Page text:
The structure of Giardia prolyl-tRNA synthetase cocrystallized with proline and ATP shows evidence for half-of-the-sites activity, leading to a corresponding mixture of reaction substrates and product (prolyl-AMP) in the two active sites of the dimer. The genome of the human intestinal parasite Giardia lamblia contains only a single aminoacyl-tRNA synthetase gene for each amino acid. The Giardia prolyl-tRNA synthetase gene product was originally misidentified as a dual-specificity Pro/Cys enzyme, in part owing to its unexpectedly high off-target activation of cysteine, but is now believed to be a normal representative of the class of archaeal/eukaryotic prolyl-tRNA synthetases. The 2.2 Å resolution crystal structure of the G. lamblia enzyme presented here is thus the first structure determination of a prolyl-tRNA synthetase from a eukaryote. The relative occupancies of substrate (proline) and product (prolyl-AMP) in the active site are consistent with half-of-the-sites reactivity, as is the observed biphasic thermal denaturation curve for the protein in the presence of proline and MgATP. However, no corresponding induced asymmetry is evident in the structure of the protein. No thermal stabilization is observed in the presence of cysteine and ATP. The implied low affinity for the off-target activation product cysteinyl-AMP suggests that translational fidelity in Giardia is aided by the rapid release of misactivated cysteine.

  18. Phosphorylation of Human CTP Synthetase 1 by Protein Kinase A: IDENTIFICATION OF Thr455 AS A MAJOR SITE OF PHOSPHORYLATION*

    PubMed Central

    Choi, Mal-Gi; Carman, George M.

    2007-01-01

    CTP synthetase is an essential enzyme that generates the CTP required for the synthesis of nucleic acids and membrane phospholipids. In this work, we examined the phosphorylation of the human CTPS1-encoded CTP synthetase 1 by protein kinase A. CTP synthetase 1 was expressed and purified from a Saccharomyces cerevisiae ura7Δ ura8Δ double mutant that lacks CTP synthetase activity. Using purified CTP synthetase 1 as a substrate, protein kinase A activity was time- and dose-dependent. The phosphorylation, which primarily occurred on a threonine residue, was accompanied by a 50% decrease in CTP synthetase 1 activity. The synthetic peptide LGKRRTLFQT that contains the protein kinase A motif for Thr455 was a substrate for protein kinase A. A Thr455 to Ala (T455A) mutation in CTP synthetase 1 was constructed by site-directed mutagenesis and was expressed and purified from the S. cerevisiae ura7Δ ura8Δ mutant. The T455A mutation caused a 78% decrease in protein kinase A phosphorylation, and the loss of the phosphothreonine residue and a major phosphopeptide that were present in the purified wild type enzyme phosphorylated by protein kinase A. The CTP synthetase 1 activity of the T455A mutant enzyme was 2-fold higher than the wild type enzyme. In addition, the T455A mutation caused a 44% decrease in the amount of human CTP synthetase 1 that was phosphorylated in S. cerevisiae cells, and this was accompanied by a 2.5-fold increase in the cellular concentration of CTP and a 1.5-fold increase in the choline-dependent synthesis of phosphatidylcholine. PMID:17189248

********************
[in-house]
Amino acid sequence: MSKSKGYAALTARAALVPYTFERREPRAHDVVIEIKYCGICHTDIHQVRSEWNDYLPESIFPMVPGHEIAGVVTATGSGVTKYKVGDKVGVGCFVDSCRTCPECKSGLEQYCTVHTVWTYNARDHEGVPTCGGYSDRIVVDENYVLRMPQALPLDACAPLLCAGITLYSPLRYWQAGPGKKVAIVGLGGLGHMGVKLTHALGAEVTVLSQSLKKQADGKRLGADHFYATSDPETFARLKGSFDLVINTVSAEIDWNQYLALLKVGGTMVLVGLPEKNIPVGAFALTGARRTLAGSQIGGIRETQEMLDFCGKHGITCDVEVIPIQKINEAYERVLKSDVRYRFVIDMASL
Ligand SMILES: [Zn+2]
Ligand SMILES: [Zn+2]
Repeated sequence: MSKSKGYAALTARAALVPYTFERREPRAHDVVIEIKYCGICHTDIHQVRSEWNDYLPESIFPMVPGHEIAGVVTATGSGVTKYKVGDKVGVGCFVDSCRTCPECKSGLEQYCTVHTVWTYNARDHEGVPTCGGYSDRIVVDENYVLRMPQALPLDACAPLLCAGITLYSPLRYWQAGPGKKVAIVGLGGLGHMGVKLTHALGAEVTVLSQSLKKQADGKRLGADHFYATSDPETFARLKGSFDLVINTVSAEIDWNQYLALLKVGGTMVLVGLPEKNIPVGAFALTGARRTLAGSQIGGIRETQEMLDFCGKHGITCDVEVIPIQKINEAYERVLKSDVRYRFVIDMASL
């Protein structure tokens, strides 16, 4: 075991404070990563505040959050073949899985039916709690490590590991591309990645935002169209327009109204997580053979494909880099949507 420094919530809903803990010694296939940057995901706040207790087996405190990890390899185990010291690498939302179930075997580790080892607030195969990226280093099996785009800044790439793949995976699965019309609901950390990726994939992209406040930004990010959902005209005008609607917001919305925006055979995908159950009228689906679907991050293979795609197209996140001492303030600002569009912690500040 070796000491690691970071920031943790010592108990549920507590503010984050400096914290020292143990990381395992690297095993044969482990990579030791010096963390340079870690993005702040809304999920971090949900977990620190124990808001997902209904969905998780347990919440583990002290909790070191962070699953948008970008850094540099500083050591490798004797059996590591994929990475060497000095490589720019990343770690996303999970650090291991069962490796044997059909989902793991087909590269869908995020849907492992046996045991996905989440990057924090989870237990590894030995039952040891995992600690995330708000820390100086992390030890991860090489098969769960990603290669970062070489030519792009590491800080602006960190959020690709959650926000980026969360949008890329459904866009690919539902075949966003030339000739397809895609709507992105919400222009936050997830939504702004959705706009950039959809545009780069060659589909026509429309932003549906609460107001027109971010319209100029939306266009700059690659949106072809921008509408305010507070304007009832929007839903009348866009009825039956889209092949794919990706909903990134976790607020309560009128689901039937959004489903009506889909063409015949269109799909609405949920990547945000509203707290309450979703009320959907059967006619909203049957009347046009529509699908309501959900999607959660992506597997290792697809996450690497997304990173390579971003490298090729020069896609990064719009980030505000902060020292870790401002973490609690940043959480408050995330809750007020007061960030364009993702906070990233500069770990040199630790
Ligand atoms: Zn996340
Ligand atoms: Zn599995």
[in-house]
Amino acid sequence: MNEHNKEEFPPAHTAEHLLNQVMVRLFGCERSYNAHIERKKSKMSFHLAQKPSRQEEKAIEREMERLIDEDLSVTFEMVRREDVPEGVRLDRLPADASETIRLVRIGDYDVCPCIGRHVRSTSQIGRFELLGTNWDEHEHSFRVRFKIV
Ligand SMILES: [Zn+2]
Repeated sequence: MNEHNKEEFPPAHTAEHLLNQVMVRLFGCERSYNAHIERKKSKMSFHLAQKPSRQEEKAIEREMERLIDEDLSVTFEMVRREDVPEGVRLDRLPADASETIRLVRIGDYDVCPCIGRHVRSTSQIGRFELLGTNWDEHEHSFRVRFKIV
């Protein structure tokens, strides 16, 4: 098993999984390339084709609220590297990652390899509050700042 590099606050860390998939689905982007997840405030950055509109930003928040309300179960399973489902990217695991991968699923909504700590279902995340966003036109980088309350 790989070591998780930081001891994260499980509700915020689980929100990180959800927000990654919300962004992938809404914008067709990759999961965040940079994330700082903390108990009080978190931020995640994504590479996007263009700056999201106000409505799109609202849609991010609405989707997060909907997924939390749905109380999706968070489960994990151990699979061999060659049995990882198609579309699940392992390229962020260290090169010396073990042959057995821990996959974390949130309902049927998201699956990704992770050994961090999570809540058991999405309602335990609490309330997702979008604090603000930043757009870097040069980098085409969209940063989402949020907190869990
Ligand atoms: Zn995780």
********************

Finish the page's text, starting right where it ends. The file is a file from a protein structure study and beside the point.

19. Light induces changes in activities of Na+/K+-ATPase, H+/K+-ATPase and glutamine synthetase in tissues involved directly or indirectly in light-enhanced calcification in the giant clam, Tridacna squamosa

    PubMed Central

    Ip, Yuen K.; Ching, Biyun; Hiong, Kum C.; Choo, Celine Y. L.; Boo, Mel V.; Wong, Wai P.; Chew, Shit F.

    2015-01-01

    The objective of this study was to determine the effects of 12 h of exposure to light, as compared with 12 h of exposure to darkness (control), on enzymatic activities of transporters involved in the transport of NH+4 or H+, and activities of enzymes involved in converting NH+4 to glutamate/glutamine in inner mantle, outer mantle, and ctenidia of the giant clam, Tridacna squamosa. Exposure to light resulted in a significant increase in the effectiveness of NH+4 in substitution for K+ to activate Na+/K+-ATPase (NKA), manifested as a significant increase in the Na+/NH+4-activated-NKA activity in the inner mantle. However, similar phenomena were not observed in the extensible outer mantle, which contained abundant symbiotic zooxanthellae. Hence, during light-enhanced calcification, H+ released from CaCO3 deposition could react with NH3 to form NH+4 in the extrapallial fluid, and NH+4 could probably be transported into the shell-facing inner mantle epithelium through NKA. Light also induced an increase in the activity of glutamine synthetase, which converts NH+4 and glutamate to glutamine, in the inner mantle. Taken together, these results explained observations reported elsewhere that light induced a significant increase in pH and a significant decrease in ammonia concentration in the extrapallial fluid, as well as a significant increase in the glutamine concentration in the inner mantle, of T. squamosa. Exposure of T. squamosa to light also led to a significant decrease in the N-ethylmaleimide (NEM)-sensitive-V-H+-ATPase (VATPase) in the inner mantle, and significant increases in the Na+/K+-activated-NKA, H+/NH+4-activated-H+/K+-ATPase, and NEM-sensitive-VATPase activities in ctenidia, indicating that light-enhanced calcification might perturb Na+ homeostasis and acid/base balance in the hemolymph, and might involve the active uptake of NH+4 from the environment. This is the first report on light having direct enhancing effects on activities of certain transporters

  20. Light induces changes in activities of Na(+)/K(+)-ATPase, H(+)/K(+)-ATPase and glutamine synthetase in tissues involved directly or indirectly in light-enhanced calcification in the giant clam, Tridacna squamosa.